Don’t Cry for Me, Ben Bernanke
Two fascinating assessments of TARP this morning. TARP is due to expire (collapse, wither, self-immolate, commit suicide with serrated knives) on October 3. No one is mourning its passage.
And yet and yet.
An essay from The Guardian represents a Take No Prisoners approach, with Wall Street, Washington, and gulled media elites in cahoots to bamboozle the rest of the nation. Left wing Tea Party anyone?
The Guardian essay argues that TARP was a “blank cheque bailout” that only served the interests of Wall Street banks. Counter arguments for the program’s success in saving the national (and perhaps global) economy from financial collapse are specious at best, and repayment of the $700 billion (with a profit of $22 billion) is moot, because the system allowing Wall Street to game the rest of the world remains intact. While Wall Street “fat cats” (to coin a phrase) sit pretty, the rest of us are writhing and spinning.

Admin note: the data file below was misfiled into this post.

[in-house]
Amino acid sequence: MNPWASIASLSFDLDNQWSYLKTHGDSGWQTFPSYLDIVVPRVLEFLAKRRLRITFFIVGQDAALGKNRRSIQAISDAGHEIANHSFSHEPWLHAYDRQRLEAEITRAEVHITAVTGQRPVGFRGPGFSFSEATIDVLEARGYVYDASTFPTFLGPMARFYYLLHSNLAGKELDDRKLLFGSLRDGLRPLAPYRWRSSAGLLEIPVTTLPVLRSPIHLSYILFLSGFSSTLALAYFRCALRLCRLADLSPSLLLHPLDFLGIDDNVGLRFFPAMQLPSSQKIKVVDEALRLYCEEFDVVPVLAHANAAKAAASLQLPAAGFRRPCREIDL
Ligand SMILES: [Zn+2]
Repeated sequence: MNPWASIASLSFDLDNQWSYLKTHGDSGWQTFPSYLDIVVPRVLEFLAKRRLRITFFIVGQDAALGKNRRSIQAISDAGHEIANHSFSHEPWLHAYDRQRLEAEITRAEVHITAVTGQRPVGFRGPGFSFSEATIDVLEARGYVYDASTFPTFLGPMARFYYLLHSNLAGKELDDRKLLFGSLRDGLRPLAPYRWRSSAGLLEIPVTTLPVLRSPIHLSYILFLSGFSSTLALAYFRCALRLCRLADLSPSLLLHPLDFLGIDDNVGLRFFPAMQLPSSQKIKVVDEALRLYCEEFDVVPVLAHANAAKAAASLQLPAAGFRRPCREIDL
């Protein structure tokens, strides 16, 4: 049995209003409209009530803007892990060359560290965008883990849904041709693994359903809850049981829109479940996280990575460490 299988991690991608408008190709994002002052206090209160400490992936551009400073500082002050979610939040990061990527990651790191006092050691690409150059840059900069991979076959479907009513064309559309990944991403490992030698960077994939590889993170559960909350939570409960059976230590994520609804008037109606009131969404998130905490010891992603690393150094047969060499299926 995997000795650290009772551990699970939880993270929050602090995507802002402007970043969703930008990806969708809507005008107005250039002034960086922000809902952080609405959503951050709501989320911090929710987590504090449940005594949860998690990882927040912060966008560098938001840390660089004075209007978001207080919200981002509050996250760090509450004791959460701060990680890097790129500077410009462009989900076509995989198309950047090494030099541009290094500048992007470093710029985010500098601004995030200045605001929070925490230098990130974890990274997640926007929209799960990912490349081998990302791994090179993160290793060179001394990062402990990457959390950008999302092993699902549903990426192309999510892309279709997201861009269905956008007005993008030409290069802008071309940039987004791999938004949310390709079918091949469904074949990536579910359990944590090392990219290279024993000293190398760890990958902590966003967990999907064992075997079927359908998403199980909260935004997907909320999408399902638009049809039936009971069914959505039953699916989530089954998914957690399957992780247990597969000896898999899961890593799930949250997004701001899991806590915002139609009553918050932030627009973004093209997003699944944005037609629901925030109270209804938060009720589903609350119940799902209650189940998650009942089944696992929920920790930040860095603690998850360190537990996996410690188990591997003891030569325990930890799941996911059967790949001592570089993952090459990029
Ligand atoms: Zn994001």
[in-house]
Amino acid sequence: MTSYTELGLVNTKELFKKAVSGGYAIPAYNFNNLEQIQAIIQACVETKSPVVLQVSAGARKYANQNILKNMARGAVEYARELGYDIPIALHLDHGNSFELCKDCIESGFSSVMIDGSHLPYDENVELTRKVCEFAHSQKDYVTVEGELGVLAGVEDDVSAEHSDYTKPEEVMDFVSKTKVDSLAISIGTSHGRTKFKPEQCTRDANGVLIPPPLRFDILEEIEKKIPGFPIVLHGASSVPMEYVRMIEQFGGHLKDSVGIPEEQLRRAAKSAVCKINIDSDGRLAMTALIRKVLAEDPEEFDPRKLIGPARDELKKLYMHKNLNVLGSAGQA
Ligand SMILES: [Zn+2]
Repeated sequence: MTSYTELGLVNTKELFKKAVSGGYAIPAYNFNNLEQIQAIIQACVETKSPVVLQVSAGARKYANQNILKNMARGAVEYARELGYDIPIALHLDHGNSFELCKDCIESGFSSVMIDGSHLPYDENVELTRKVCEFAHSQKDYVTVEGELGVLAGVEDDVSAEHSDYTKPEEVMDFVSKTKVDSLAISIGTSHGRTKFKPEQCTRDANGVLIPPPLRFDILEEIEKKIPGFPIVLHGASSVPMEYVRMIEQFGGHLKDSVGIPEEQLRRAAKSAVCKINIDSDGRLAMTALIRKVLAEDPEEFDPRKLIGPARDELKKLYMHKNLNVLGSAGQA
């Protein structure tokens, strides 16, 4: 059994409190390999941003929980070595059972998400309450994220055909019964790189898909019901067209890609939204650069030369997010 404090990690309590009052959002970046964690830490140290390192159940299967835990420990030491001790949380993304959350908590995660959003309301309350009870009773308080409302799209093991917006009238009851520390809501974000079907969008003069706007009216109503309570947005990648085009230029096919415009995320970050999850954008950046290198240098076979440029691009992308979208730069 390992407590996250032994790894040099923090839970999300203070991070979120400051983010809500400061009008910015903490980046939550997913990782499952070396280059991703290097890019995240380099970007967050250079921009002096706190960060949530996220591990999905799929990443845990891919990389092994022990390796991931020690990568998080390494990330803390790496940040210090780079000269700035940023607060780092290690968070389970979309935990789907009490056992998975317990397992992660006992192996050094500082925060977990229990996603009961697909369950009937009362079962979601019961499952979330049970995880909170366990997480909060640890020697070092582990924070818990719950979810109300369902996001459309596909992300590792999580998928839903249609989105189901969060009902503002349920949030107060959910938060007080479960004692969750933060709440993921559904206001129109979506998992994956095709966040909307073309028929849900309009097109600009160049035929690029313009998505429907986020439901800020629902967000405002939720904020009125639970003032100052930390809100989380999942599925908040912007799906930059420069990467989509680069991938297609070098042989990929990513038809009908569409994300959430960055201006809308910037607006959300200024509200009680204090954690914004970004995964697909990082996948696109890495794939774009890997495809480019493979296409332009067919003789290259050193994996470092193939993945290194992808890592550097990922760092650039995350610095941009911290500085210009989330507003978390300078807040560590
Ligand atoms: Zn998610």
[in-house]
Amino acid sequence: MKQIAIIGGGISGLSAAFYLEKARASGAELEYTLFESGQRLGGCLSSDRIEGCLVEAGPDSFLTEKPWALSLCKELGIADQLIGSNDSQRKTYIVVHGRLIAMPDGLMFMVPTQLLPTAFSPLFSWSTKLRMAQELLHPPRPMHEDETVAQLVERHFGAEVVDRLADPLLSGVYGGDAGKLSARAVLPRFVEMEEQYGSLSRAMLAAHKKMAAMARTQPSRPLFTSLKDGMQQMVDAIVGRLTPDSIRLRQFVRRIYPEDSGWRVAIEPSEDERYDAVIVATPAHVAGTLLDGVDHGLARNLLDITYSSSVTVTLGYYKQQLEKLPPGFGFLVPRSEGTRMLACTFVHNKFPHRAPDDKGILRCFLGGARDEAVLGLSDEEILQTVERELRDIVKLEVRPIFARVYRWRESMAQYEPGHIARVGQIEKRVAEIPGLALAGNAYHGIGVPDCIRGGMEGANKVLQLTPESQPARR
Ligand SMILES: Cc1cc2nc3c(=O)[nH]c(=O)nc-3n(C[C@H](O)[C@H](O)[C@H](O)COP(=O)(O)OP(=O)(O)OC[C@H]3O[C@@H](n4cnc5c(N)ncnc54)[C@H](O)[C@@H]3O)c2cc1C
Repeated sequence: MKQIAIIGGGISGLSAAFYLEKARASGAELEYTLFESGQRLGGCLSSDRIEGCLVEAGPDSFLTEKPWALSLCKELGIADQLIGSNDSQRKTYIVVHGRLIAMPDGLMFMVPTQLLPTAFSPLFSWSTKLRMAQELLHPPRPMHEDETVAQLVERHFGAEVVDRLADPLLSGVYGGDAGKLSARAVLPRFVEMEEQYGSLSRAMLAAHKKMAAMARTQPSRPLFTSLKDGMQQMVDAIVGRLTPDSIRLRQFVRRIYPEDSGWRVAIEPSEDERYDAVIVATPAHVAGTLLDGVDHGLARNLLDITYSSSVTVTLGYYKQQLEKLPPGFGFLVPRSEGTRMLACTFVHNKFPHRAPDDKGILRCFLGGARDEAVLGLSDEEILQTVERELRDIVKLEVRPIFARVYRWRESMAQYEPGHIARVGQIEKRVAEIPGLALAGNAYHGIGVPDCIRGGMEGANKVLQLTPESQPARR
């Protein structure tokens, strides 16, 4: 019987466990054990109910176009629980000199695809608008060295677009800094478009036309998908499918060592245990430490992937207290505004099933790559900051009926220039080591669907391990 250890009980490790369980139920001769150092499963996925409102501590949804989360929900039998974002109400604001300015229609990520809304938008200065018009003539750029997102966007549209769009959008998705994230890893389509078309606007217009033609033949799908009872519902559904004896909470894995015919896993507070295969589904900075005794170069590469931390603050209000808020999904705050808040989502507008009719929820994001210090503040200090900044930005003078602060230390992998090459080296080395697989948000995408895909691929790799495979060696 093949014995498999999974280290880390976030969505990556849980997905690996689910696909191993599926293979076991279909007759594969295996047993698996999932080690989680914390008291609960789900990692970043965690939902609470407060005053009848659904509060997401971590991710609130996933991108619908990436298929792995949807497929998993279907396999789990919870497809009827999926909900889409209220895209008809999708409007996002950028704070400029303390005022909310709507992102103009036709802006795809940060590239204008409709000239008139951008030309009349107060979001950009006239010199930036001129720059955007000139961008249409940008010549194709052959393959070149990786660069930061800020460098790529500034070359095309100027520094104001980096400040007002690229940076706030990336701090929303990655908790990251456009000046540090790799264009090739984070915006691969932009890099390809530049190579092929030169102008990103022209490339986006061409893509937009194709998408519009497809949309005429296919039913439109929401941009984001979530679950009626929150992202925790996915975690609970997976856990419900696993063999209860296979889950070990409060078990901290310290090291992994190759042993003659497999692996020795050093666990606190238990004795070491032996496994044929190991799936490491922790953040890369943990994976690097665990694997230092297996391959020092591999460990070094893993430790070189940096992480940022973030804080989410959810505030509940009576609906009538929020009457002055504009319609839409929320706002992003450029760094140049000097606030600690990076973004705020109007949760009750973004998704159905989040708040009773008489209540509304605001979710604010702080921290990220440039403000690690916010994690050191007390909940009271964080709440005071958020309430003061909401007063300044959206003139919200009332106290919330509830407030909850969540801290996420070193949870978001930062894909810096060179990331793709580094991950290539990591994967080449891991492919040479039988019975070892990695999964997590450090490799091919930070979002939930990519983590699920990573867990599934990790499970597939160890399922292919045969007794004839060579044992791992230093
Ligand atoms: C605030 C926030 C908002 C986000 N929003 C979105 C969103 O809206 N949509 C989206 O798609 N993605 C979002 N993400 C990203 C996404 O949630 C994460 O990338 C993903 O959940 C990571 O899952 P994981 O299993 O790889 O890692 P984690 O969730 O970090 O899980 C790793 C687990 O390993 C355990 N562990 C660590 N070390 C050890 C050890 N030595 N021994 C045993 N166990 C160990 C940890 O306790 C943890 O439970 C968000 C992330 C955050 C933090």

A Congressional Oversight Panel report, “Assessing TARP on the Eve of Its Expiration”, takes the measure of TARP with a bit less passion and far more precision, but in the end its conclusions are really not that different.
The moral hazard issue – the idea that Washington favored the largest financial institutions and reinforced the belief that they are “too big too fail” – remains the biggest reason for public hatred of TARP. The COP report does not really challenge the idea that Wall Street played Washington with a heavily stacked deck because Ben Bernanke, Tim Geithner, Larry Summers, and key members of Congress were too close to the industry. Heads – Wall Street win. Tails – US citizens who don’t live on the Upper East Side of Manhattan or in Greenwich, Connecticut lose.